UPS Downshifts Flight Activity as Volumes Deteriorate

The parcel carrier is concentrating on maximizing planeloads.

UPS has nearly 600 owned and leased aircraft in its fleet, including 75 Boeing 757-200 (pictured) freighters. [Credit: Jim Allen/FreightWaves]

Editor’s Note: This article originally appeared on

UPS continues to reduce flight activity in its air network to maximize asset utilization and improve efficiency amid deteriorating shipping volumes.

Executives said during Tuesday’s earnings briefing that they are optimizing the domestic air operation and further reducing scheduled flights on the international front in an effort to curb costs.  

The parcel delivery giant reported operating profit fell 22 percent to $2.5 billion in the first quarter, with average daily package volume down several points from a year ago. International revenue decreased 7 percent. Management said weakness worsened toward the end of the March period. 

Asia exports were a notable soft spot as retail sales in the U.S. and other markets decelerated. While international total average daily volume came in 6.2 percent lower year over year, Asia volume was down 8.9 percent and included a 20 percent drop on the China-to-U.S. corridor. 

UPS (NYSE: UPS) is adjusting by pivoting its network to match the lower demand. 

Internationally, the company has reduced scheduled flights “while ensuring we maintain agility in the network to quickly add flights where needed if volume returns more strongly than we expect,” said CFO Brian Newman.

In Asia, the express delivery giant reduced aircraft utilization by 14 percent — more than the actual decline in export volume. And more block hours will be shaved off during the current quarter, said CEO Carol Tomé. 

Within the United States, UPS is adjusting package flows to maximize utilization of Next Day Air flights, which enables it to reduce block hours—time in flight and taxiing at the airport—in the two-day operation. The idea is to fill the overnight flights that have to move to meet delivery commitments so there’s less need to operate as many daytime flights, according to management. 

UPS began retiring its fleet of older MD-11 aircraft in January. A total of 42 tri-jet freighters will be discharged over the next few years and replaced by 28 new Boeing 767 medium widebody aircraft, the first seven of which are scheduled for delivery this year. The 767s offer lower operating costs, with better reliability and fewer emissions.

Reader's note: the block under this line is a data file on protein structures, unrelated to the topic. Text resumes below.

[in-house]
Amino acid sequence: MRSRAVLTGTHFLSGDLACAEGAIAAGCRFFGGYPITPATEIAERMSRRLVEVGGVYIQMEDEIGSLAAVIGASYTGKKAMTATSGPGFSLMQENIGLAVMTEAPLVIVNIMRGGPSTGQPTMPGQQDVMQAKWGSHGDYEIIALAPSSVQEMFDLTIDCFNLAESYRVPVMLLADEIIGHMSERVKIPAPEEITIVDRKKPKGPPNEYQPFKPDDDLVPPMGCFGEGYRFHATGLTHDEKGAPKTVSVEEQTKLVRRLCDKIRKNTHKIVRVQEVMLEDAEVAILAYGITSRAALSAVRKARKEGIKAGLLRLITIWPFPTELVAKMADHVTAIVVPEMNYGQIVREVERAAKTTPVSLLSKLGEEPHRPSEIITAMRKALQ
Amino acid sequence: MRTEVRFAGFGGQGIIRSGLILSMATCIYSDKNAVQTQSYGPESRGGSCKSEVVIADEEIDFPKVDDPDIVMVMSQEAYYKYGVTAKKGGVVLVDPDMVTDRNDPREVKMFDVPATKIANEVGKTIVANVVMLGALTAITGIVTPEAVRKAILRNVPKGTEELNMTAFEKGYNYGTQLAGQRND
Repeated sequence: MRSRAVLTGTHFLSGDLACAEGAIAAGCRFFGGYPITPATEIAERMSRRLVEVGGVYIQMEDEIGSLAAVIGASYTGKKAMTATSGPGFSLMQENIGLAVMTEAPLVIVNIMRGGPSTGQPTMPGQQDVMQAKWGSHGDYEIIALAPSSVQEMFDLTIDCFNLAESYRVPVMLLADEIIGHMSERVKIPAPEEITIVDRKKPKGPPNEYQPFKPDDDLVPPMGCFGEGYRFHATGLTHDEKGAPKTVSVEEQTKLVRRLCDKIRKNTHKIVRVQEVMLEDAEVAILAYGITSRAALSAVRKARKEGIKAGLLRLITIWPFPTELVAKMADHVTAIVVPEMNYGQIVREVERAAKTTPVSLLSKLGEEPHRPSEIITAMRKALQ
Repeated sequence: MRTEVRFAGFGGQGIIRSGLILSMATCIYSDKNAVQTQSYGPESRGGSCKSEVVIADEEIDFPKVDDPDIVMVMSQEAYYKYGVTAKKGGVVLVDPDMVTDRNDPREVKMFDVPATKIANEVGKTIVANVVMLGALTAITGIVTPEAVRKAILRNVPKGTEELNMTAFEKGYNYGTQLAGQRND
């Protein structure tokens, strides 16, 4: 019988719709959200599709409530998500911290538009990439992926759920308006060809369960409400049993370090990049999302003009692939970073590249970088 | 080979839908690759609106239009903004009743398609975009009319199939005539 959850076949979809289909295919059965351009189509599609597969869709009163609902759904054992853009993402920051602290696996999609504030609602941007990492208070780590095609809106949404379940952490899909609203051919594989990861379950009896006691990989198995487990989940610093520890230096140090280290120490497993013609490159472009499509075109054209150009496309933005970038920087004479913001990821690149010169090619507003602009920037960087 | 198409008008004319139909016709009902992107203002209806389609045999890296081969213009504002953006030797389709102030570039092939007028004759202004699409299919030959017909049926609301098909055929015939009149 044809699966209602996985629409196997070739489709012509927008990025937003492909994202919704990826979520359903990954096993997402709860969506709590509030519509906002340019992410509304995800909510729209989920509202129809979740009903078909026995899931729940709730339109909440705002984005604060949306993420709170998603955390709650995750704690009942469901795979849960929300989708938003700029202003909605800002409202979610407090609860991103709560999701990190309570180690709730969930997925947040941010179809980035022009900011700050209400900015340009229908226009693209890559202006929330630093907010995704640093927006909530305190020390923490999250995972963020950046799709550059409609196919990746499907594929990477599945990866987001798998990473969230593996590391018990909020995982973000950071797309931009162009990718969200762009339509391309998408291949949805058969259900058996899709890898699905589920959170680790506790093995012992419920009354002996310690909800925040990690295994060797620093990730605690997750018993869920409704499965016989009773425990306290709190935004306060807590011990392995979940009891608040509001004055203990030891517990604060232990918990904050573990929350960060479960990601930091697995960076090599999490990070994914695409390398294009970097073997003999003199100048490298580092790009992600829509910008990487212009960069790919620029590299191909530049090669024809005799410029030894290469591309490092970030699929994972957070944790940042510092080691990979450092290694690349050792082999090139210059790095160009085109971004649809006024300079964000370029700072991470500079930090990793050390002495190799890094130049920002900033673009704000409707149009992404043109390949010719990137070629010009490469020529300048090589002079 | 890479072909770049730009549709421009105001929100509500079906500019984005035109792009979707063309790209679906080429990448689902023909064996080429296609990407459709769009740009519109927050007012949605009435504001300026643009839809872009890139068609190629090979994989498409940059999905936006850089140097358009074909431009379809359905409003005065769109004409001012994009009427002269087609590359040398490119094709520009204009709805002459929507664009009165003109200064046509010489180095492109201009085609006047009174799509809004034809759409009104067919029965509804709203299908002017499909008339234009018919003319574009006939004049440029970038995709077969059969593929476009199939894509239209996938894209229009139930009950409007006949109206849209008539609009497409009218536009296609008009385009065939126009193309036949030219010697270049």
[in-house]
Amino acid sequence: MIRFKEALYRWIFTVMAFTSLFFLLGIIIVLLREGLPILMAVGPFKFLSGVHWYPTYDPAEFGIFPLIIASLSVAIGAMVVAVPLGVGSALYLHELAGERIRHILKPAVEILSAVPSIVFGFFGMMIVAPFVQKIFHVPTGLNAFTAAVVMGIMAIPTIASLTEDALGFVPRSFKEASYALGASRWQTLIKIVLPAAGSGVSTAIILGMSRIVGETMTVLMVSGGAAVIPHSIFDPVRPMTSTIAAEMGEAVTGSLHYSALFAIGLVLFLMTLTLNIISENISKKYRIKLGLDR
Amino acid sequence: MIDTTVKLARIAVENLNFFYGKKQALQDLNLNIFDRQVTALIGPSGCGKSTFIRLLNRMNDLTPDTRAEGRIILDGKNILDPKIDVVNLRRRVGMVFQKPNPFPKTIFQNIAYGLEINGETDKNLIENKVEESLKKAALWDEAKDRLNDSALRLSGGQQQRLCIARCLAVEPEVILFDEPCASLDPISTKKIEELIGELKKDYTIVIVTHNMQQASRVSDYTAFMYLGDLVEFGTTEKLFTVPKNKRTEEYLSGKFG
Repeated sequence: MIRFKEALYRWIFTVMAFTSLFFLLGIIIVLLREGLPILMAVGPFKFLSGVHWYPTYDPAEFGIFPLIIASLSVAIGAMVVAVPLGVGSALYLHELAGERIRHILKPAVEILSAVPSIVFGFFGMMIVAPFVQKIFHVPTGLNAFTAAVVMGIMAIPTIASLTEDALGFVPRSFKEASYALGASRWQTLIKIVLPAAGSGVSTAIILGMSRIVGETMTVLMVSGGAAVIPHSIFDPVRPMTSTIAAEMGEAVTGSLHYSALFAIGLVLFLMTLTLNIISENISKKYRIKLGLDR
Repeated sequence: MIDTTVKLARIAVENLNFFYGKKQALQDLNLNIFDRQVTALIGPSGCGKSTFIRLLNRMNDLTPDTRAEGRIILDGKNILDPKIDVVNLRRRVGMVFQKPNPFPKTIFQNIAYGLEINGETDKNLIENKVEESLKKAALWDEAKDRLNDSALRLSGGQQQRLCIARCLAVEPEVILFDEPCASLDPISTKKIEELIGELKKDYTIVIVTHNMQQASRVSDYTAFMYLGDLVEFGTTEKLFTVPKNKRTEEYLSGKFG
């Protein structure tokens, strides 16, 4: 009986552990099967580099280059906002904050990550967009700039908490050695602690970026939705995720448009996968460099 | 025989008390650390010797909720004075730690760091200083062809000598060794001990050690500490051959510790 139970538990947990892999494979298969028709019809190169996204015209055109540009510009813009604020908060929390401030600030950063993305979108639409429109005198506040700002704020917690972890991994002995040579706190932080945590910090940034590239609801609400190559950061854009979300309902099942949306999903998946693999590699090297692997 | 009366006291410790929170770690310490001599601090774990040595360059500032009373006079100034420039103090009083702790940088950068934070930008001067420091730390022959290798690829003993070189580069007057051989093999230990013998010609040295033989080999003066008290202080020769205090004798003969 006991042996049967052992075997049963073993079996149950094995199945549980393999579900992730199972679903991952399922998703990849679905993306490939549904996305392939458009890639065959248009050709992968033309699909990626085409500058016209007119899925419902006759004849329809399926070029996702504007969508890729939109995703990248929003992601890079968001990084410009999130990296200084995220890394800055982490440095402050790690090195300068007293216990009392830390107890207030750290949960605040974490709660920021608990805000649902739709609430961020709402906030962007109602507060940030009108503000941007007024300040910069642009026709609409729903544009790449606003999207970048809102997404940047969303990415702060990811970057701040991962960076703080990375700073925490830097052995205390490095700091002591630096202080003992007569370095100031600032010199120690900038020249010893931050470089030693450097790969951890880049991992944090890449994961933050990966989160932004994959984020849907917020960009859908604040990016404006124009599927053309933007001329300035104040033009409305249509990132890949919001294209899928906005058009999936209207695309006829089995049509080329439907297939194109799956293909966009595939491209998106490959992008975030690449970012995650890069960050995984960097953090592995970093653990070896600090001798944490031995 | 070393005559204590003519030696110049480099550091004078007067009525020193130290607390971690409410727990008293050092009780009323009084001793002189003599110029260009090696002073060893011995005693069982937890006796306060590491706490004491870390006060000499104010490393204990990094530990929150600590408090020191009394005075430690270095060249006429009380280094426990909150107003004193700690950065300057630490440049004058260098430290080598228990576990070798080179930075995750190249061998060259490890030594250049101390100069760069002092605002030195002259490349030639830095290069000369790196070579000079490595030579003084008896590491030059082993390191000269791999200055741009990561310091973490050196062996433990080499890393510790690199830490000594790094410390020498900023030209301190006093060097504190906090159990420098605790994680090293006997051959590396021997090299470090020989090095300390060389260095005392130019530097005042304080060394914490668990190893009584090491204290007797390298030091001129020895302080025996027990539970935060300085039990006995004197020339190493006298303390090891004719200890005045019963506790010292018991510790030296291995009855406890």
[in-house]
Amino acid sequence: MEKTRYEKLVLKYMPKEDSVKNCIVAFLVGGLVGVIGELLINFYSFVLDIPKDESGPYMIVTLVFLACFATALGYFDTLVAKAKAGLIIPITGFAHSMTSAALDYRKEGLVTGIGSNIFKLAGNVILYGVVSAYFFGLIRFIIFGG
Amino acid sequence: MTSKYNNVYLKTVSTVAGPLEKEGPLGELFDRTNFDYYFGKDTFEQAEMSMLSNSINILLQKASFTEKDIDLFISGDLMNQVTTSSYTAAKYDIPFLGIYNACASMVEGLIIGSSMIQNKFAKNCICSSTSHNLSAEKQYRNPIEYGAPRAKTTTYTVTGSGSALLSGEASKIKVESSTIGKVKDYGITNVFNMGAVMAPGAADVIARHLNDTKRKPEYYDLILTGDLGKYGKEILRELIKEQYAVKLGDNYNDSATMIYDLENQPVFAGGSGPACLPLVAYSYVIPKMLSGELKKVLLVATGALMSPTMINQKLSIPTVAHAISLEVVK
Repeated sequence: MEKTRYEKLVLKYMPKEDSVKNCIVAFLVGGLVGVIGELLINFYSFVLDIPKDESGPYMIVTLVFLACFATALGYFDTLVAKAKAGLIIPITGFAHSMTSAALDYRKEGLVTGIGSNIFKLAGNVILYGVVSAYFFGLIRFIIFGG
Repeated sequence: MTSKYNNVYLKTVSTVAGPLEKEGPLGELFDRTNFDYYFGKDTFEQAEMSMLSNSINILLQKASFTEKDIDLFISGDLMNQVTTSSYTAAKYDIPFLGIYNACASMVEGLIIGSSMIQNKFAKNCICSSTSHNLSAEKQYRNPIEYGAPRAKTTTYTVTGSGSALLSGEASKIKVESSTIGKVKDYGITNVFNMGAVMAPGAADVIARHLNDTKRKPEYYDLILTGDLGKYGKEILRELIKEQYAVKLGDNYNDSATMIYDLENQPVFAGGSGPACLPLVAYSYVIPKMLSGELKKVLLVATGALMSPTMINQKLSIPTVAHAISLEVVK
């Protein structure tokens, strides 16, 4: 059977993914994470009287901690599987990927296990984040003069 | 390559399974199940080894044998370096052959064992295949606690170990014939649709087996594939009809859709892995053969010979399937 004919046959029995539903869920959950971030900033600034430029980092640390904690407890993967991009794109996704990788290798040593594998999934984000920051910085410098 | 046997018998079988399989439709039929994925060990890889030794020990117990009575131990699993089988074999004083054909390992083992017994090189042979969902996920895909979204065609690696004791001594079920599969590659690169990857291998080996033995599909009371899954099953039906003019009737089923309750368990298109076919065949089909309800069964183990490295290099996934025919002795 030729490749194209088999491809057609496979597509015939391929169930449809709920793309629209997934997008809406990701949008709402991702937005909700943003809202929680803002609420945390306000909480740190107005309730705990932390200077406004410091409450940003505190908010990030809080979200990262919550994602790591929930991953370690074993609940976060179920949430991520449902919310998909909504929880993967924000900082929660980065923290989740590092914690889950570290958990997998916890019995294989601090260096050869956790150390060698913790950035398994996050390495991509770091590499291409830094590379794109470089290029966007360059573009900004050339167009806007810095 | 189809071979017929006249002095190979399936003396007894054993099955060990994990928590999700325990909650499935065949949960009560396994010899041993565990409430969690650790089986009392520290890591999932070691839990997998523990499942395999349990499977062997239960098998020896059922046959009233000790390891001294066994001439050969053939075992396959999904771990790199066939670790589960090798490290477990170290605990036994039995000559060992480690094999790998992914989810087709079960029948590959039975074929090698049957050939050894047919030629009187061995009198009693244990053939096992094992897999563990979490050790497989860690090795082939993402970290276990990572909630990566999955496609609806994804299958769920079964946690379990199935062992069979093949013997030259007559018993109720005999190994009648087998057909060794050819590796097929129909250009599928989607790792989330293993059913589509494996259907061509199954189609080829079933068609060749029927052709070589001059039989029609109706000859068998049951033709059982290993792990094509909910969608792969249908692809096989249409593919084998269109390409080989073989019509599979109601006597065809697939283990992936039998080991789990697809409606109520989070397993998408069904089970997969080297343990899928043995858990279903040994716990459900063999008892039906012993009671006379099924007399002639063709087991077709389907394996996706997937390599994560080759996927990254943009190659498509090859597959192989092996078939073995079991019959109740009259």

FedEx is taking more drastic steps, including consolidating maintenance and pilot bases, because it has a lot more redundant capacity and overlapping networks. And DHL Express has also scaled back flight hours.

Volumes across the non-express air cargo industry are down about 12 percent year over year, according to market intelligence firms.

The decrease in UPS flight hours dovetails with cutbacks by other express and cargo operators. Freighter aircraft utilization worldwide, a leading indicator of freight demand, declined 3 percent year over year in March, BMO Capital Markets said in a recent research note. That was a slight improvement from the negative 4.4 percent and negative 7.7 percent contractions in February and January, respectively, but likely due to an easy comparison to the prior year as the Chinese economy reopens.

Within North America flight hours dropped 6.1 percent year over year in March, compared to -5.3 percent in February and -4.3 percent in January, with the 12-month moving average showing the pace of contraction accelerating, BMO said. In the North America-Asia lane flight activity was down 6.4 percent versus -11.8 percent in February and -15.5 percent in January as exports increased from China. Flight activity was down 12.9 percent between North America and Europe. 

For more coverage on air cargo, go to FreightWaves.

Eric is the Air Cargo Market Editor at FreightWaves. An award-winning business journalist with extensive experience covering the logistics sector, Eric spent nearly two years as the Washington, D.C., correspondent for Automotive News, where he focused on regulatory and policy issues surrounding autonomous vehicles, mobility, fuel economy and safety. He has won two regional Gold Medals from the American Society of Business Publication Editors for government coverage and news analysis, and was voted best for feature writing and commentary in the Trade/Newsletter category by the D.C. Chapter of the Society of Professional Journalists. As associate editor at American Shipper Magazine for more than a decade, he wrote about trade, freight transportation and supply chains. Eric is based in Portland, Oregon. He can be reached for comments and tips at

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